And now come the most important part - how to calculate both points correctly. First of all, we calculate pvMatrix, which is projection multiplied by view matrix. We will need that by both points of normal, that's why it's stored in a variable. Let's calculate first normal point. This one is easy, we just take the input point and multiply it by model matrix. This way, we will get the world position of this vertex and all we have to do now is to use our pvMatrix and multiply our already transformed point with it. As it was previously with vertex shader, we have to set the built-in variable gl_Position.

What is really important is the line after, that says EmitVertex(). This is a built-in geometry shader function, that actually creates one vertex of our generated primitive. By calling it, we are like confirming the first point of our normal line. Now we have to do the same with the second point. To calculate second point of the line, we have to take our mormal and transform it using normal matrix to obtain transformed normal (stored in a variable transformedNormal). After normalizing it, we can now change its length with our uniform normalLength. Having first point and a transformed normal, calculating second point is simply a matter of adding together first line point and a transformed normal .

When second point has been calculated and emitted, there is yet another important function to call and it's EndPrimitive(). The thing is, that with geometry shader you can possibly emit multiple primitives as well! But now that we have emitted two vertices, that represent our normal and we're actually done this time, we have to confirm this by calling the EndPrimitive() method. Otherwise, we would not see anything!

Fragment shader

#version 440 core

out vec4 outputColor;

void main()
{
   outputColor = vec4(1.0, 1.0, 1.0, 1.0);
}

After this thorough and long explanation of the geometry shader, luckily there is not much to tell about the fragment shader. All we do is output a pure white color to render normals with .

Combining everything together

To utilize our new code and knowledge, we have to create a shader program, that displays normals. We do this in the initializeScene function:

void OpenGLWindow::initializeScene()
{
   try
   {
      // ...

      sm.loadVertexShader("normals", "data/shaders/normals/normals.vert");
      sm.loadGeometryShader("normals", "data/shaders/normals/normals.geom");
      sm.loadFragmentShader("normals", "data/shaders/normals/normals.frag");

        // ...
   }
   catch (const std::runtime_error& ex)
   {
        // ...
   }

    // ...
}

To render normals of our geometry, we have to render it in two passes - first pass is a normal render just as we are used to and in the second pass, we have to render the geometry using normals shader program and as points instead of triangles. For this reason, I had to add a new function to the StaticMesh3D class called renderPoints, which doesn't render the given primitive normally, but rather as points instead (check the implementation for each primitive, it's really simple ). The final code snippet renders normals of our geometry:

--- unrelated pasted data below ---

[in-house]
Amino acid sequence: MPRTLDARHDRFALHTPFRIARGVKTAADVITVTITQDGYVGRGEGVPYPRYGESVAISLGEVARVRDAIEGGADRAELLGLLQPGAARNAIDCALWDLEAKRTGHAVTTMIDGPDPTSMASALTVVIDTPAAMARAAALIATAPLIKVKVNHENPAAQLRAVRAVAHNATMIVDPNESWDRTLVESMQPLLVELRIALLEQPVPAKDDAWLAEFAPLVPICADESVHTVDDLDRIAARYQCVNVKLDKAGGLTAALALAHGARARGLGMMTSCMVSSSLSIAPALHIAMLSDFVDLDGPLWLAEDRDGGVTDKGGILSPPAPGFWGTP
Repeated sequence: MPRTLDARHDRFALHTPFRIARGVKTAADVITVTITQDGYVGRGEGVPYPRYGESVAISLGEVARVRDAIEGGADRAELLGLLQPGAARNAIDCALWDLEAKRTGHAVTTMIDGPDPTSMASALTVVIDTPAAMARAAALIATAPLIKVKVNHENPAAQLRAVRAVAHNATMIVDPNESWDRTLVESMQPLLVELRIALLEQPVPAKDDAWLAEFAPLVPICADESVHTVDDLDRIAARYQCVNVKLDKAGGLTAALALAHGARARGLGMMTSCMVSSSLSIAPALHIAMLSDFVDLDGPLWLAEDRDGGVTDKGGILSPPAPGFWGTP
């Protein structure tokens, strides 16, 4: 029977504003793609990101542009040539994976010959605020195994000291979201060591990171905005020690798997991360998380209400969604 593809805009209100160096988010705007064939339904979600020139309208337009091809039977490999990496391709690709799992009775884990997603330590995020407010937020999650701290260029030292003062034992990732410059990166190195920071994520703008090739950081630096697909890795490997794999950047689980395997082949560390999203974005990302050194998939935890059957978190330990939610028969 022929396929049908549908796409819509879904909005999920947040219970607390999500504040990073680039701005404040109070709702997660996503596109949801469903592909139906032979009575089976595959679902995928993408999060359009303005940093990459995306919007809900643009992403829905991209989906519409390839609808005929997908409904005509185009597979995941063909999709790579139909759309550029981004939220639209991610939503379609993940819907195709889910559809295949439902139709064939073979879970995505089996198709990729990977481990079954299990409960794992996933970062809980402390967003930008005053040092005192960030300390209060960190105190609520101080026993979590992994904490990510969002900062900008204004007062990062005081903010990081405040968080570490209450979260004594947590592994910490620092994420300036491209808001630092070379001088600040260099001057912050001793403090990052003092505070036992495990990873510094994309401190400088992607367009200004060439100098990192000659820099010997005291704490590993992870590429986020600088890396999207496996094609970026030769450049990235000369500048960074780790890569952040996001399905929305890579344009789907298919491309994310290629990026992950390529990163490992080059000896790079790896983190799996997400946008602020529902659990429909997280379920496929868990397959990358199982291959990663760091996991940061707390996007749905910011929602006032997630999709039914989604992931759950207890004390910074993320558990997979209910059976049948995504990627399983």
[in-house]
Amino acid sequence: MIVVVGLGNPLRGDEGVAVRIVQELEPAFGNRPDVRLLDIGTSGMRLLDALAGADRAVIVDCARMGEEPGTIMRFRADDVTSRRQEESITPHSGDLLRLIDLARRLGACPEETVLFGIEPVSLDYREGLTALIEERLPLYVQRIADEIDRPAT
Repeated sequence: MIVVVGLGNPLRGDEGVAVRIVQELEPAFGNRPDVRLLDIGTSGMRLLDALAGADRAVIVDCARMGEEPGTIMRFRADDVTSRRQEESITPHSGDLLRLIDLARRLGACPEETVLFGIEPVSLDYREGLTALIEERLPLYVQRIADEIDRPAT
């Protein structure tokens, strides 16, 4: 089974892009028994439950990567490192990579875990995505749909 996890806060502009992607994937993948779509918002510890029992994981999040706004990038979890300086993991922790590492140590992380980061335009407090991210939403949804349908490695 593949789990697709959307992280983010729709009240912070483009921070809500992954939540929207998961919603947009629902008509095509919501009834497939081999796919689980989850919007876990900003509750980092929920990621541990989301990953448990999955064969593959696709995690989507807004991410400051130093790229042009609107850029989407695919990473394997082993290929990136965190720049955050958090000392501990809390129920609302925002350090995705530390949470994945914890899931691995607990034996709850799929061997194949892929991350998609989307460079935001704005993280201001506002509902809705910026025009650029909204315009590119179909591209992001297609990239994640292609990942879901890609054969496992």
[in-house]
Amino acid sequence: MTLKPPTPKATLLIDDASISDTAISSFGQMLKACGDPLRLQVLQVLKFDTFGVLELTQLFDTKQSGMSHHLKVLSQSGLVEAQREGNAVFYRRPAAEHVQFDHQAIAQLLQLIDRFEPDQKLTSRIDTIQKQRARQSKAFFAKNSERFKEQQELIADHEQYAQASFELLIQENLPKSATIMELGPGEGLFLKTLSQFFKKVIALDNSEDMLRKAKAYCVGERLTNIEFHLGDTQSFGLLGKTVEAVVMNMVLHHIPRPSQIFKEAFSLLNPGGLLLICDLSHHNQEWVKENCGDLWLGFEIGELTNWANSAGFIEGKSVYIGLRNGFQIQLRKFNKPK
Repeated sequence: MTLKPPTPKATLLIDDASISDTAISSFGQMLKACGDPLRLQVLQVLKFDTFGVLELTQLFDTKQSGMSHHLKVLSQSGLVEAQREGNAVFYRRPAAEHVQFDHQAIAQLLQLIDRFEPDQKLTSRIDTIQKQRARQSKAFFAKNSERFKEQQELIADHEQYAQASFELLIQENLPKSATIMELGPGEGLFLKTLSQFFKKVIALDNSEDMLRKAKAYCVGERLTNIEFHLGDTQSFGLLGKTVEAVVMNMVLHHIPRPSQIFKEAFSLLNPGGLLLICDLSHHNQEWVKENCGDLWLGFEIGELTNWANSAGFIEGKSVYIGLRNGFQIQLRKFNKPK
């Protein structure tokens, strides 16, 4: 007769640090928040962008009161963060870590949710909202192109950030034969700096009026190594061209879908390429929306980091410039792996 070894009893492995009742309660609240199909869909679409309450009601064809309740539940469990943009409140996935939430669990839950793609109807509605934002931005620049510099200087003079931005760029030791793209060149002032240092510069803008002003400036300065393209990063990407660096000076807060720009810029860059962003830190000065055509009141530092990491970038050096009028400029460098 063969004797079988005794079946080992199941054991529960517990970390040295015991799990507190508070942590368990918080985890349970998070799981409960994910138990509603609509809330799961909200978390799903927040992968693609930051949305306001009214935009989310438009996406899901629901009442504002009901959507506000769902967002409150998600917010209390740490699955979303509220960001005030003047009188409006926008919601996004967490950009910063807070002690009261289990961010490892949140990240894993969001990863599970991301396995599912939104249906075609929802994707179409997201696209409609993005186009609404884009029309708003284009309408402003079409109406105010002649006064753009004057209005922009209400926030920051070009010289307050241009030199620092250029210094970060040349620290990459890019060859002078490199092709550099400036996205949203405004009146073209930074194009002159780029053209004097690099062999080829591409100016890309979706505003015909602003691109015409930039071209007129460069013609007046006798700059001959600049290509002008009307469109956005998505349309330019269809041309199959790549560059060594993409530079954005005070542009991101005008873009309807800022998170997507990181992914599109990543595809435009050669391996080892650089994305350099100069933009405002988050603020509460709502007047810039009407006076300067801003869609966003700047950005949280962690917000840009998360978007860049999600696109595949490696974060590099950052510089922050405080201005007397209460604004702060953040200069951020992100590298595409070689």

void OpenGLWindow::renderScene()
{
    // ...

   if (displayNormals)
   {
      // Set up some common properties in the normals shader program
      auto& normalsShaderProgram = spm.getShaderProgram("normals");
      normalsShaderProgram.useProgram();
      normalsShaderProgram[ShaderConstants::projectionMatrix()] = getProjectionMatrix();
      normalsShaderProgram[ShaderConstants::viewMatrix()] = camera.getViewMatrix();
      normalsShaderProgram[ShaderConstants::normalLength()] = normalLength;

      // Render all the crates points
      auto matrixIt = crateModelMatrices.cbegin();
      for (const auto& position : cratePositions)
      {
         normalsShaderProgram.setModelAndNormalMatrix(*matrixIt++);
         cube->renderPoints();
      }

      // Proceed with rendering pyramids points
      matrixIt = pyramidModelMatrices.cbegin();
      for (const auto& position : pyramidPositions)
      {
         normalsShaderProgram.setModelAndNormalMatrix(*matrixIt++);
         pyramid->renderPoints();
      }

      // Finally render tori points
      matrixIt = torusModelMatrices.cbegin();
      for (const auto& position : toriPositions)
      {
         normalsShaderProgram.setModelAndNormalMatrix(*matrixIt++);
         torus->renderPoints();
      }
   }
}

This code is pretty straightforward, one thing that might be confusing a bit is this matrixIt. What is this? I am not fan of copy & pasting code, so in this first pass, where we render our geometry normally, I am storing model matrices of our geometry to the correspoding vectors, just to re-use it when rendering normals. The thing is, that the rendered objects have different positions / rotations / sizes and in order to prevent copy & paste, I have to cache the matrices and re-use them later. That's the whole point of this matrix iterator - I go through the cached values and apply the matrices in the same order as I did before .

Result

And that was it, that's everything I had to explain! The result is really good IMHO:

Today, we have learned a brand new shader type and we have also learned, how to utilize it in order to render geometry normals. There are however many other usages of the geometry shaders, that I will cover, but not in this tutorial. One thing that I don't like about this tutorial is, that it doesn't contain many images, but only much text . If you've made it up to here despite the lack of pictures, I thank you for reading through it! Stay tuned for another wisdom that I bring next and enjoy the Easter Holidays 2019 .